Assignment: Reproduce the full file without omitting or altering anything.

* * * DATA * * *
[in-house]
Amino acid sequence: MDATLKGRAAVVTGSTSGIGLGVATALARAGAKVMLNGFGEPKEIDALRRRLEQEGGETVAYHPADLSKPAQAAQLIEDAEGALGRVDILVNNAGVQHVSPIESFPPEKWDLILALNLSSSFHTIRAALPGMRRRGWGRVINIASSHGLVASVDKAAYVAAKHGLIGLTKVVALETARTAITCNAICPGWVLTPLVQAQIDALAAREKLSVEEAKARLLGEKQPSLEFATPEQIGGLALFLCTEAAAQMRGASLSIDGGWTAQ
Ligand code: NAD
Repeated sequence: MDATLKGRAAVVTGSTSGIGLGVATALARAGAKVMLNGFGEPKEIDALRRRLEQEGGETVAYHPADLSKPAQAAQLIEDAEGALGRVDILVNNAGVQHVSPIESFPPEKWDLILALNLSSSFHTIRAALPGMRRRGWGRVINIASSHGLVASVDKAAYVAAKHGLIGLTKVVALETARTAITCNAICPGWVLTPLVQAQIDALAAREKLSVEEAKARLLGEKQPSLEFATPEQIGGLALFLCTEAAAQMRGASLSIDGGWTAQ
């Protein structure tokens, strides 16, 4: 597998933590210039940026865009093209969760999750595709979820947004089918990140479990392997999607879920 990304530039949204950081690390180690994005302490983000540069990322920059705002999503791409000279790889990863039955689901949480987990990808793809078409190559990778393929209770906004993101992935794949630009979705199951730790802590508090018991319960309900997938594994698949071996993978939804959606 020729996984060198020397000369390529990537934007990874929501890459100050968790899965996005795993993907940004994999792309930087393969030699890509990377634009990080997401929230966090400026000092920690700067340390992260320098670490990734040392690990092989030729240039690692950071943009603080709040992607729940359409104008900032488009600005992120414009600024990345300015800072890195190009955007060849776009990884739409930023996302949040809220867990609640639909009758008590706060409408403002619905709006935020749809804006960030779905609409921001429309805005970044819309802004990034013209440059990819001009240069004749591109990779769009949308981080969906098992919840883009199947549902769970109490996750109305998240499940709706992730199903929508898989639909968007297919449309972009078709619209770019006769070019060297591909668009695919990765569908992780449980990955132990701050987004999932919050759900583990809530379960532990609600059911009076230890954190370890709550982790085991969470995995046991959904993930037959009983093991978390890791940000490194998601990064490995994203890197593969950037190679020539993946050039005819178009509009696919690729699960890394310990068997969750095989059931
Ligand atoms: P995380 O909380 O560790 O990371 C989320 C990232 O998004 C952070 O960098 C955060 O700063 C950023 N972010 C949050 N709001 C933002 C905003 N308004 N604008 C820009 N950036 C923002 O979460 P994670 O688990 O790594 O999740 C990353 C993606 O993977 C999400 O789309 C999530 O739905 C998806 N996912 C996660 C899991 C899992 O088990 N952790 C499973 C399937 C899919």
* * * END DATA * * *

[in-house]
Amino acid sequence: MDATLKGRAAVVTGSTSGIGLGVATALARAGAKVMLNGFGEPKEIDALRRRLEQEGGETVAYHPADLSKPAQAAQLIEDAEGALGRVDILVNNAGVQHVSPIESFPPEKWDLILALNLSSSFHTIRAALPGMRRRGWGRVINIASSHGLVASVDKAAYVAAKHGLIGLTKVVALETARTAITCNAICPGWVLTPLVQAQIDALAAREKLSVEEAKARLLGEKQPSLEFATPEQIGGLALFLCTEAAAQMRGASLSIDGGWTAQ
Ligand code: NAD
Repeated sequence: MDATLKGRAAVVTGSTSGIGLGVATALARAGAKVMLNGFGEPKEIDALRRRLEQEGGETVAYHPADLSKPAQAAQLIEDAEGALGRVDILVNNAGVQHVSPIESFPPEKWDLILALNLSSSFHTIRAALPGMRRRGWGRVINIASSHGLVASVDKAAYVAAKHGLIGLTKVVALETARTAITCNAICPGWVLTPLVQAQIDALAAREKLSVEEAKARLLGEKQPSLEFATPEQIGGLALFLCTEAAAQMRGASLSIDGGWTAQ
């Protein structure tokens, strides 16, 4: 597998933590210039940026865009093209969760999750595709979820947004089918990140479990392997999607879920 990304530039949204950081690390180690994005302490983000540069990322920059705002999503791409000279790889990863039955689901949480987990990808793809078409190559990778393929209770906004993101992935794949630009979705199951730790802590508090018991319960309900997938594994698949071996993978939804959606 020729996984060198020397000369390529990537934007990874929501890459100050968790899965996005795993993907940004994999792309930087393969030699890509990377634009990080997401929230966090400026000092920690700067340390992260320098670490990734040392690990092989030729240039690692950071943009603080709040992607729940359409104008900032488009600005992120414009600024990345300015800072890195190009955007060849776009990884739409930023996302949040809220867990609640639909009758008590706060409408403002619905709006935020749809804006960030779905609409921001429309805005970044819309802004990034013209440059990819001009240069004749591109990779769009949308981080969906098992919840883009199947549902769970109490996750109305998240499940709706992730199903929508898989639909968007297919449309972009078709619209770019006769070019060297591909668009695919990765569908992780449980990955132990701050987004999932919050759900583990809530379960532990609600059911009076230890954190370890709550982790085991969470995995046991959904993930037959009983093991978390890791940000490194998601990064490995994203890197593969950037190679020539993946050039005819178009509009696919690729699960890394310990068997969750095989059931
Ligand atoms: P995380 O909380 O560790 O990371 C989320 C990232 O998004 C952070 O960098 C955060 O700063 C950023 N972010 C949050 N709001 C933002 C905003 N308004 N604008 C820009 N950036 C923002 O979460 P994670 O688990 O790594 O999740 C990353 C993606 O993977 C999400 O789309 C999530 O739905 C998806 N996912 C996660 C899991 C899992 O088990 N952790 C499973 C399937 C899919």